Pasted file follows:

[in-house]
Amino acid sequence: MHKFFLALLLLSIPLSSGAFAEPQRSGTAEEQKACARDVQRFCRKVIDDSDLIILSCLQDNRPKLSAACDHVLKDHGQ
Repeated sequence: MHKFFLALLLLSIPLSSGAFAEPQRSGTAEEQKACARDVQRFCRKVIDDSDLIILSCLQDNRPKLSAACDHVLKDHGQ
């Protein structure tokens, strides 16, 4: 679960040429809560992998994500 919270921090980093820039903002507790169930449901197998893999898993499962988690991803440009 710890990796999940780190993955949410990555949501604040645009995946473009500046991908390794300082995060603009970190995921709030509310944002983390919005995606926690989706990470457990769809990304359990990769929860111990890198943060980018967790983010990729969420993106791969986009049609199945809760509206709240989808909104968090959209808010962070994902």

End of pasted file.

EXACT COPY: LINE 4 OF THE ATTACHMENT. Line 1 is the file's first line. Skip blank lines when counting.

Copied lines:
């Protein structure tokens, strides 16, 4: 679960040429809560992998994500 919270921090980093820039903002507790169930449901197998893999898993499962988690991803440009 710890990796999940780190993955949410990555949501604040645009995946473009500046991908390794300082995060603009970190995921709030509310944002983390919005995606926690989706990470457990769809990304359990990769929860111990890198943060980018967790983010990729969420993106791969986009049609199945809760509206709240989808909104968090959209808010962070994902």